Sacred Music Radio was fortunate to sit down with him and discuss his work and the importance of music within paganism.

1) Could you give us some background on yourself?

I am originally from Galiza, in the northwest of Spain. I was raised in Spain, as well as in the Caribbean, but I’ve spent most of my life in the United States. I live as part of an intentional community in Glenwood, a small working farm situated in the middle of a forest, in the Berkshire Hills at the western end of the state of Massachusetts. I am the spiritual director of The EarthSpirit Community, an Earth-centred group which I founded back in 1977. I am currently a Vice-Chair of the Parliament of the World’s Religions, one of the oldest and largest interfaith organizations, which hosts events in various parts of the world that bring together anywhere from 7,000-10,000 people from all religions and spiritual paths to explore ways to find mutual respect and understanding so that, together, we can help address some of the world’s greatest problems. And I am president of the European Congress of Ethnic Religions, an organization which was founded in Lithuania in 1998 to promote the preservation and restoration of the pre-Christian indigenous religions of Europe.

2) For our listeners that don’t know as much about Earth centered spirituality, could you give us a bit more information?

Earth-centered spirituality refers to religious or spiritual traditions whose teachings and practices have evolved from a direct communion with the natural world. A lot of these traditions focus more on experiential approaches to the Sacred – including animism and mysticism – instead of emphasizing religious dogma or revealed scriptures. They often are tribal or communitarian in structure. The best and most accessible examples of Earth-centered spirituality can be found among indigenous peoples around the world.

3) What work do you do with EarthSpirit Community?

A big part of my role in EarthSpirit is to do outreach work on behalf of the organization. I travel a good deal, teaching, lecturing, engaging in interreligious dialogue, attending various conferences, giving interviews, developing connections with like-minded communities and organizations, etc. My work with the Parliament of the World’s Religions, and with the European Congress of Ethnic Religions, is a direct extension of the work I do on behalf of EarthSpirit. In addition to this, within EarthSpirit I also help to lead ceremonies, conduct rites of passage, perform legal handfastings (pagan weddings), provide spiritual counseling to members, and help organize our various events.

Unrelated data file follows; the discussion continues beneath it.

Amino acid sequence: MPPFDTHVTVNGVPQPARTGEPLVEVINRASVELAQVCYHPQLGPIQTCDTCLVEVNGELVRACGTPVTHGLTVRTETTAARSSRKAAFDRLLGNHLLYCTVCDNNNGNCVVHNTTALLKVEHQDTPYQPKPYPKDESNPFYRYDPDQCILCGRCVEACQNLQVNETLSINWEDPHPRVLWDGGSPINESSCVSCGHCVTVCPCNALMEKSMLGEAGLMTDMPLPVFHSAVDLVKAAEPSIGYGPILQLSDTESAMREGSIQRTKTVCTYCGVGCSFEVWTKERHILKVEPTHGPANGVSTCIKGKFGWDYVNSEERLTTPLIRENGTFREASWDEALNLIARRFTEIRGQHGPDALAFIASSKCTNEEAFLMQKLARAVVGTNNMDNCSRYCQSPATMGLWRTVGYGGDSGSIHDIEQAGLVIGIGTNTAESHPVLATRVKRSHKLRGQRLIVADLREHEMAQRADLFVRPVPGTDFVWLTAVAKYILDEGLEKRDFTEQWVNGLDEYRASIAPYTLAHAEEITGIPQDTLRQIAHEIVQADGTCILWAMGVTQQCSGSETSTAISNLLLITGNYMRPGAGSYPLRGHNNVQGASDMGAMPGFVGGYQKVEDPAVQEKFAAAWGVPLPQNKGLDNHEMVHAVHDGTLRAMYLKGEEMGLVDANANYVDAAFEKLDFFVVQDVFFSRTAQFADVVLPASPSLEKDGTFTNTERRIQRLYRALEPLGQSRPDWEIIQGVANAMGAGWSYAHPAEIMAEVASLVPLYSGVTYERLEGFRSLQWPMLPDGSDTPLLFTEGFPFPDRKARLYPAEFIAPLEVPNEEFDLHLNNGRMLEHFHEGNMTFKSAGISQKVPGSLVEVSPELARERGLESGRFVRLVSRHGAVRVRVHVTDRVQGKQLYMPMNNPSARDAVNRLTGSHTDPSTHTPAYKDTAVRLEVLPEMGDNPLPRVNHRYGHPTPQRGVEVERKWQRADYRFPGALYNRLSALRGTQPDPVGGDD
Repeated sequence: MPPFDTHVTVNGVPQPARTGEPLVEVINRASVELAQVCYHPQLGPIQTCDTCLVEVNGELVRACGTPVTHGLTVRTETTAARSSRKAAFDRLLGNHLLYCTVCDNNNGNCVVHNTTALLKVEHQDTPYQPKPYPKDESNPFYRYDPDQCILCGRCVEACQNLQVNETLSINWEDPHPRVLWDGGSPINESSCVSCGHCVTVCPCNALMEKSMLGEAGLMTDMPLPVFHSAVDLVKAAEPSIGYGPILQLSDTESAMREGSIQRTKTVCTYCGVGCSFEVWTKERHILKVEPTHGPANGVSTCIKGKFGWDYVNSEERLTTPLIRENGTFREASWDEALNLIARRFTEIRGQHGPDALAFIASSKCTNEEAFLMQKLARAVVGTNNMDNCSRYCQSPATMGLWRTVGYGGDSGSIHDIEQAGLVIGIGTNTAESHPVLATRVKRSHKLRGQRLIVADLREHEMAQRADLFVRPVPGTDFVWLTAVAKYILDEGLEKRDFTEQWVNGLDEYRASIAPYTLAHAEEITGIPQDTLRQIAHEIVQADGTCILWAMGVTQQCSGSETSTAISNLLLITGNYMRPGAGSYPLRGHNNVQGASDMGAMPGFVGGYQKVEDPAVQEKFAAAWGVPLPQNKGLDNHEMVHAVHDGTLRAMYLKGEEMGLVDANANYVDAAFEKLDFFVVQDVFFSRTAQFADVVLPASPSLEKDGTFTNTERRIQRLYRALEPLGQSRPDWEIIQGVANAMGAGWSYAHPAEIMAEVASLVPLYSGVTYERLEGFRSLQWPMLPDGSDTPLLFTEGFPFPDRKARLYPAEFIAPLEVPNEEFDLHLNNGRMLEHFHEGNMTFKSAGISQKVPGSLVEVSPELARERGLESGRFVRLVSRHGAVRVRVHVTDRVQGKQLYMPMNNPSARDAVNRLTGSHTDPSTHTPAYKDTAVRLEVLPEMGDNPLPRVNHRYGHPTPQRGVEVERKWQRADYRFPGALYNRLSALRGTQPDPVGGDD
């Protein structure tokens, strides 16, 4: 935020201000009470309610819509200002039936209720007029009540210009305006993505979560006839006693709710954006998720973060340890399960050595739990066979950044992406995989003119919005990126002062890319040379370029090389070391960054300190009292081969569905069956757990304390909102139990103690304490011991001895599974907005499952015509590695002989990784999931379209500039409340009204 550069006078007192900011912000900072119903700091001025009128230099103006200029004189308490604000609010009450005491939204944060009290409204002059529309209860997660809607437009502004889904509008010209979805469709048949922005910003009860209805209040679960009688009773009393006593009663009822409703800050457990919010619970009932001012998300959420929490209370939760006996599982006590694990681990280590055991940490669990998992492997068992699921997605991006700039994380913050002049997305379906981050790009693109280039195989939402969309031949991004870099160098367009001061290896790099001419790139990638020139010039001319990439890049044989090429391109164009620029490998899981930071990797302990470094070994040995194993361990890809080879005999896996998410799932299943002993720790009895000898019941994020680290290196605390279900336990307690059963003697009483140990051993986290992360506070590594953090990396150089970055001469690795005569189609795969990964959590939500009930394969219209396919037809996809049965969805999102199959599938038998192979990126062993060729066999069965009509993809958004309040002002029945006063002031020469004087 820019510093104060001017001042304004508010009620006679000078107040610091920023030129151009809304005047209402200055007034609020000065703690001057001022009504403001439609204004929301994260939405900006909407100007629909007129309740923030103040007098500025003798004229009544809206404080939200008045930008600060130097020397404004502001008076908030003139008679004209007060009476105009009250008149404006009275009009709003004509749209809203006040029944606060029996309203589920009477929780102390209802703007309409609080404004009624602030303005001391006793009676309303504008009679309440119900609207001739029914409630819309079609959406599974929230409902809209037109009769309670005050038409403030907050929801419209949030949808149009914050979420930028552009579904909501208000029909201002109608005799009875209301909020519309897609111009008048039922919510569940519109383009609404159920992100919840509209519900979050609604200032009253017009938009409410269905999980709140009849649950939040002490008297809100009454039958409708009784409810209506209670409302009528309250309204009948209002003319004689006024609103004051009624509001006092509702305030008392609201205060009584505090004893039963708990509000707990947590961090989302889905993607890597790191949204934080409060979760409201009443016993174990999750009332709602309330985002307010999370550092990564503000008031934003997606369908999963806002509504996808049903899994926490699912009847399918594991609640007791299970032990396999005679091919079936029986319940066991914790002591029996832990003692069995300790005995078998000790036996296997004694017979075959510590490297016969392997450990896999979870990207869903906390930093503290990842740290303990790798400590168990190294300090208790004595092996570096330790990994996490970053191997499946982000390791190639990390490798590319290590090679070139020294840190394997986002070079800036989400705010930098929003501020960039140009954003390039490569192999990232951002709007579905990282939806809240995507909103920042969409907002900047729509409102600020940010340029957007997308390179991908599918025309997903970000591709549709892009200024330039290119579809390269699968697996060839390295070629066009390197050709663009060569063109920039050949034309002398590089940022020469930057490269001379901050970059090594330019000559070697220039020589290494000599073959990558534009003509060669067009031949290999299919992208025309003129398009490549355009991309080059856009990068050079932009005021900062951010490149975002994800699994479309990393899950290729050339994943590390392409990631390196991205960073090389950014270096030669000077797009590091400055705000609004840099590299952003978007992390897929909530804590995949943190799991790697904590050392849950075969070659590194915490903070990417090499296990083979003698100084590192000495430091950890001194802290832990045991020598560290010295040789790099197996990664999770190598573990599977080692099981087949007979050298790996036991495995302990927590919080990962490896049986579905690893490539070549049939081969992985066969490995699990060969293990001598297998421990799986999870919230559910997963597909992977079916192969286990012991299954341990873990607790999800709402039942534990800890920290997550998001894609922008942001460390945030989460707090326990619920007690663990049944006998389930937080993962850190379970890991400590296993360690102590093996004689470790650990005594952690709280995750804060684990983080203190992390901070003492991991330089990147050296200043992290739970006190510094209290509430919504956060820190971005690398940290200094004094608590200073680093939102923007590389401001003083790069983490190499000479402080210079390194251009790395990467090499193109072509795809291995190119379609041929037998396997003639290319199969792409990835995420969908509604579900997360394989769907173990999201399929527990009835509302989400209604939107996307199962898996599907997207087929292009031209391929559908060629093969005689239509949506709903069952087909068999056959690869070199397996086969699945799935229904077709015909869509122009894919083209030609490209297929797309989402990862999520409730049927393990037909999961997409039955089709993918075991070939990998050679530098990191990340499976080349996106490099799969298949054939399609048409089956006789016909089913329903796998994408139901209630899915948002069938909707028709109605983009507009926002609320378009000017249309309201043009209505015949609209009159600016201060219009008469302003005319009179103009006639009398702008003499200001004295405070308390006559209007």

4) Through your work with MotherTongue, which brings together vocal and instrumental music, you have witnessed first hand the impact music can have. How important do you feel music is in bring together people of different faiths?

I think that it is, in fact, one of the most important and effective ways to bring together people of different religions. Music is a universal language, and because it is so familiar and so accessible, it can easily break down whatever walls of fear and prejudice may exist among people. This was brought home very powerfully to us at the 1993 Parliament of the World’s Religions in Chicago, where pagans made our first significant appearance before the global interreligious community. The term “pagan,” of course, has long been burdened with negative connotations, the result of prejudices and misconceptions which have existed for centuries. We knew that a lot of people at the Parliament would have misgivings regarding our presence there, and we went prepared with workshops, panel discussions, literature to hand out, and so on; but we still encountered a good bit of resistance and wariness. Then MotherTongue performed a concert of pagan sacred music – some of it traditional, some original – which also included stories, poetry, dance, costumes; in short, all of the elements of a religious ritual, but presented as a performance. The response far surpassed our wildest expectations: people of all faiths joined in the chants, danced in the aisles, and many came up to us afterwards with tears in their eyes, to tell us how much the music had moved them, how it had reached them deep inside and awakened in them a clear understanding of who we were, of what our spiritual traditions were about. In the space of an hour-and-a-half, prejudice was shattered and replaced with joy, with acceptance, with respect; and from that point forward, every single presentation at the Parliament was standing-room only.